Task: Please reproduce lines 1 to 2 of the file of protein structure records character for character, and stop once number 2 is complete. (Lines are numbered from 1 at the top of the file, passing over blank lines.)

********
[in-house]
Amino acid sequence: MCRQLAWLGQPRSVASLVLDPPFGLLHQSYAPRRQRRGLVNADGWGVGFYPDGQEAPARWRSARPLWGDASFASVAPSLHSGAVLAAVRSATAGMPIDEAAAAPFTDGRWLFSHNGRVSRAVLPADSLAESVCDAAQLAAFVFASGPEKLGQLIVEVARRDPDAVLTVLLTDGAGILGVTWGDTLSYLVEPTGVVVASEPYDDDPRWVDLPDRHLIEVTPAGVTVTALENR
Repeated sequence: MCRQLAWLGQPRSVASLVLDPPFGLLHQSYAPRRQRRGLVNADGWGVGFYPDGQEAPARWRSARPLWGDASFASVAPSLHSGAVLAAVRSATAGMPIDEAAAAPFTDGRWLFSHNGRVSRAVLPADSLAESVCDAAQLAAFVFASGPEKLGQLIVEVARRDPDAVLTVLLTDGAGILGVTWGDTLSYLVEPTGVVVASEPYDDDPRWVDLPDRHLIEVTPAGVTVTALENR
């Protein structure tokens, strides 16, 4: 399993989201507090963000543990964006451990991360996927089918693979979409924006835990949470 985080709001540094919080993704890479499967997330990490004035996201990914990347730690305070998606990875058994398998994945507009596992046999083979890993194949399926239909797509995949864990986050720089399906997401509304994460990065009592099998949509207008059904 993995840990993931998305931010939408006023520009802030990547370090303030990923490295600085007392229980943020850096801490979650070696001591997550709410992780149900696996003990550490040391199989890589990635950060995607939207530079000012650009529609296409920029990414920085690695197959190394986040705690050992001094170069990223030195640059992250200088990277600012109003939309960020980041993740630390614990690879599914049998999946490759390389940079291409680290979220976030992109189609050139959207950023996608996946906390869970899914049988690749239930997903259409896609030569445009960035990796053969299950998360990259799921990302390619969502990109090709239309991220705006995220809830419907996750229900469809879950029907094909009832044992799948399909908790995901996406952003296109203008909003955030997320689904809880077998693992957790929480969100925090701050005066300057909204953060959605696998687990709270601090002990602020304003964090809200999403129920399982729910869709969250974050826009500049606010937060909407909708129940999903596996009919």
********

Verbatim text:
[in-house]
Amino acid sequence: MCRQLAWLGQPRSVASLVLDPPFGLLHQSYAPRRQRRGLVNADGWGVGFYPDGQEAPARWRSARPLWGDASFASVAPSLHSGAVLAAVRSATAGMPIDEAAAAPFTDGRWLFSHNGRVSRAVLPADSLAESVCDAAQLAAFVFASGPEKLGQLIVEVARRDPDAVLTVLLTDGAGILGVTWGDTLSYLVEPTGVVVASEPYDDDPRWVDLPDRHLIEVTPAGVTVTALENR